As I walked past Parliament today, I recalled a rather childish mocking document I wrote a while ago questioning the value of politicians. Approximately:
” Today, the PAP unveiled another set of candidates, most interesting of which was this twinkie in the city, the 27 year old wife of the 40 year old principal secretary to the prime minister. They don’t exactly make it difficult to be cynical about corruption do they?
The interesting thing about her was of course her age. She is 27, which means that she has only been working as a consultant for 4 years. She graduated with a BA in psychology, has no higher qualifications and 4 years of work experience. How does that make her qualified to be a politician? Does that not imply that, statistically speaking, loads of people are qualified to become politicians also? Another manifestation of this issue is the irritating rise of “I’m you” politicians. Why on earth would I want a politician who’s like me?
Which led me to wonder: what exactly do politicians do? If the drama of the US Congress and Senate and the UK House of Representatives and Lords is anything to go by, they spend time digesting arguments from various experts and decide on policies (legislate). Which raises the question: how well can these group of non-geniuses understand these issues in this limited time? Also, why don’t we get the experts to decide on these issues in the first place?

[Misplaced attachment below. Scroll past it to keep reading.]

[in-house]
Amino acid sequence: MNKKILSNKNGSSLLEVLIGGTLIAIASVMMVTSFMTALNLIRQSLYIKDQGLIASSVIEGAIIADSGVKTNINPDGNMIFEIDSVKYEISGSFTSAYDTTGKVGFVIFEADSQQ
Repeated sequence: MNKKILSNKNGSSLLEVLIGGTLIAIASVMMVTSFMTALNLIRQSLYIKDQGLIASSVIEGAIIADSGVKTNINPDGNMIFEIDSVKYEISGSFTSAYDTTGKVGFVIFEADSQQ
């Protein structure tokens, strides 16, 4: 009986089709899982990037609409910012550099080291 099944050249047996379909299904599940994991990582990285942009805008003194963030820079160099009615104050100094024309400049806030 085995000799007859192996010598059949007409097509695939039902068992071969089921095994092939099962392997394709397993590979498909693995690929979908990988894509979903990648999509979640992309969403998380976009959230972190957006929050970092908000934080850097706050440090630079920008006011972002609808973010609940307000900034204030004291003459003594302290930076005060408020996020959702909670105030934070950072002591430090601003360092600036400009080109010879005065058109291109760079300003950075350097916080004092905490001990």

The best I can come up with is that politicians understand our political system which is to prevent abuse of power (irrelevant in a place without such strict checks), and provide some sort of moral leadership (link to interfluidity); raising the question, that is, what makes our politicians morally qualified to do this?
Another thing that I cannot stand about politicians besides their apparent uselessness is how they make a big shit of understanding the common people (the little people!). Are we paying them to understand? And if understanding is so important to policy-making, shouldn’t it be a required skill, unworthy of praise anyway? If understanding is not something they all have, it is clear that politicians are as mortal as you and me, just pompous enough to believe otherwise and stupid enough to advertise that fact.”
It occurs to me that in a democracy, one of the functions of a legislative council is to reconcile differences between parties and to expose as many view points to the debate as possible. Now, if a party aims to monopolise the political discourse, they will make themselves more redundant. If there is no serious divergence from the party line, just how important is this parliamentary pantomime?